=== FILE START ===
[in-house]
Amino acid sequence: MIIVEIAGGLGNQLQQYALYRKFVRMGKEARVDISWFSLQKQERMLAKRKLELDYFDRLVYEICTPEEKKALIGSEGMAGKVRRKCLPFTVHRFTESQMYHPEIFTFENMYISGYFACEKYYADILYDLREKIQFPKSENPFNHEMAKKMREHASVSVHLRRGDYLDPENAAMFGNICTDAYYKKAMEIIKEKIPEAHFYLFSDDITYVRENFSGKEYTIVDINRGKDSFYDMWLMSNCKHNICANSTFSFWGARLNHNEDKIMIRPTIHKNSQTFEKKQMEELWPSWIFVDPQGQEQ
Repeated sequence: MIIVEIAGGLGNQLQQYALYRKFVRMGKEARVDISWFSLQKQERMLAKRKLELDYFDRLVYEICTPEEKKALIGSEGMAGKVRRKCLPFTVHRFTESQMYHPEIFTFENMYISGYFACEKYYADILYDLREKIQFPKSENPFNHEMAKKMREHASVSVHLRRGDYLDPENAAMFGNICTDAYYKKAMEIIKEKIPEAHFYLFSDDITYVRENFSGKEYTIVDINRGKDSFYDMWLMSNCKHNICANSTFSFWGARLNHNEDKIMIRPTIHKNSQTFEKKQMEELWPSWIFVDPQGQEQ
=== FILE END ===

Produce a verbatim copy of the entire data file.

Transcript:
[in-house]
Amino acid sequence: MIIVEIAGGLGNQLQQYALYRKFVRMGKEARVDISWFSLQKQERMLAKRKLELDYFDRLVYEICTPEEKKALIGSEGMAGKVRRKCLPFTVHRFTESQMYHPEIFTFENMYISGYFACEKYYADILYDLREKIQFPKSENPFNHEMAKKMREHASVSVHLRRGDYLDPENAAMFGNICTDAYYKKAMEIIKEKIPEAHFYLFSDDITYVRENFSGKEYTIVDINRGKDSFYDMWLMSNCKHNICANSTFSFWGARLNHNEDKIMIRPTIHKNSQTFEKKQMEELWPSWIFVDPQGQEQ
Repeated sequence: MIIVEIAGGLGNQLQQYALYRKFVRMGKEARVDISWFSLQKQERMLAKRKLELDYFDRLVYEICTPEEKKALIGSEGMAGKVRRKCLPFTVHRFTESQMYHPEIFTFENMYISGYFACEKYYADILYDLREKIQFPKSENPFNHEMAKKMREHASVSVHLRRGDYLDPENAAMFGNICTDAYYKKAMEIIKEKIPEAHFYLFSDDITYVRENFSGKEYTIVDINRGKDSFYDMWLMSNCKHNICANSTFSFWGARLNHNEDKIMIRPTIHKNSQTFEKKQMEELWPSWIFVDPQGQEQ